Wednesday, August 03, 2011

The Evil Eye I: From Israelite Idiom to Jewish Ju-Ju

The evil eye (Heb. ʿāyin ha-ra; Ara. ʿeinaʾ bishʾ; lit. “eye of evil”) is the reification of envious desire and ill-will. Belief in the evil eye has ancient roots in the Near East and extends across many cultures. It has been the mostly widely accepted notion of witchcraft to be found in Jewish societies across time and geography. The effects of the evil eye include illness, misfortune, and even death. In all cases, believers regard those subjected to its attention to be vulnerable to harmful forces both natural and supernatural.


The Evil Eye the Hebrew Bible: Readers both ancient and modern have attempted to locate the evil eye in biblical literature. The construct phrase “eye of evil” appears in the books of Deuteronomy (15:9; 28: 54, 56) and Proverbs (23:6, 28:22). In each case it serves as an idiom for “stingy” or “parsimonious.”

More connotatively, “eyes” and “seeing” serve as a literary motif for feelings of jealousy. Rhetoric of looking appears in passages describing the rivalries between Sara and Hagar (Gen 17:4-5; 21:9) and between Saul and David (I Sam 18:9). In a more overtly magical context, the antagonistic King Balak and his wizard-for-hire Bilaam each in turn “see” and gaze upon the people Israel (Num 22-23). The leitmotif reaches its apotheosis in the sorcerer’s unintentional blessing, “No harm is in sight for Jacob/No woe in view for Israel” (Num 23:21).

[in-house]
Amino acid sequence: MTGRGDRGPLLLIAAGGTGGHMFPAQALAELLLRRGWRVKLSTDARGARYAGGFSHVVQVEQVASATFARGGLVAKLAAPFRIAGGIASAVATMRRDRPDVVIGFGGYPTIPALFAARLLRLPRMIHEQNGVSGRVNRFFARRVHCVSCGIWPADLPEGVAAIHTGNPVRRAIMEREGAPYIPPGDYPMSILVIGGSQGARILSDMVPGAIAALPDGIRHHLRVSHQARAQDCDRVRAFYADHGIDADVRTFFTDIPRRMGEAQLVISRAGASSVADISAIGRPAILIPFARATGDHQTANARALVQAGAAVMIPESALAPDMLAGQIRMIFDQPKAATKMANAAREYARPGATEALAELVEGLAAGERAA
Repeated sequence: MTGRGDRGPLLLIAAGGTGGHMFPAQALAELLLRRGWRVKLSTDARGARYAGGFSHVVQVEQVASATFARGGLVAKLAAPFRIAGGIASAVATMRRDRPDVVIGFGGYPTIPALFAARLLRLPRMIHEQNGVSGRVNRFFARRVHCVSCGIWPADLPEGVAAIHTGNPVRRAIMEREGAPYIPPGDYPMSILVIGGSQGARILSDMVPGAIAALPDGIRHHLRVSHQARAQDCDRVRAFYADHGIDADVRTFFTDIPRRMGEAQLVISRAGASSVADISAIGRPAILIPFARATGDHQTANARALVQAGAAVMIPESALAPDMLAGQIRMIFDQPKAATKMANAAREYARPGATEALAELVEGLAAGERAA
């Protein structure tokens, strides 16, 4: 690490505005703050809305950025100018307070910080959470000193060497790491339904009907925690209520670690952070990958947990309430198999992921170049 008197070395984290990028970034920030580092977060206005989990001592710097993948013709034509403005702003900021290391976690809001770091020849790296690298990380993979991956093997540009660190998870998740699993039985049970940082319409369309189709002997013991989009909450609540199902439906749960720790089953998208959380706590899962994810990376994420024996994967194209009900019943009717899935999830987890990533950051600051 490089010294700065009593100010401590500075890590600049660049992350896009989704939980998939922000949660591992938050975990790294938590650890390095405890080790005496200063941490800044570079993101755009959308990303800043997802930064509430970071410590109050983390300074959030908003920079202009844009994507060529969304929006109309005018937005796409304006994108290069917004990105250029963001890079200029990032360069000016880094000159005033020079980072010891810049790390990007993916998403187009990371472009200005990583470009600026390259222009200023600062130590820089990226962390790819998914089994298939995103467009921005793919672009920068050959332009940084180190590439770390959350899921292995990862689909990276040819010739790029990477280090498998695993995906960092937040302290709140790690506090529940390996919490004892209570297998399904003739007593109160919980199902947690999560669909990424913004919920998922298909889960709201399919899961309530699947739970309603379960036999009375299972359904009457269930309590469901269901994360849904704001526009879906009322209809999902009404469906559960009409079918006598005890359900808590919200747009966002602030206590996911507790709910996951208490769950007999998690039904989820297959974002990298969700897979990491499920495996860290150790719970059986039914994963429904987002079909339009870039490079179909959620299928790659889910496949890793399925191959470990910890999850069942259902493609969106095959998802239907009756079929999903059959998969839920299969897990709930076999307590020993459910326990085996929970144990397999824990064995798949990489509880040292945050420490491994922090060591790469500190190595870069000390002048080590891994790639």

None of these examples point to a belief in the witchcraft eye among Israelites. In all cases, the “eye evil” in TaNaKH is a synecdoche for greedy, jealousy, and angry people. The “eye” has no life of its own apart from the human viewer. Whether this absence from biblical literature is attributable to the absence of the belief in Israelite society or to editorial censorship is a matter of continuing - debate.

Next Entry - Ninty-Nine out of a Hundred Die by the Eye

To learn more, consult in The Encyclopedia of Jewish Myth, Magic, and Mysticism. Purchase it at:


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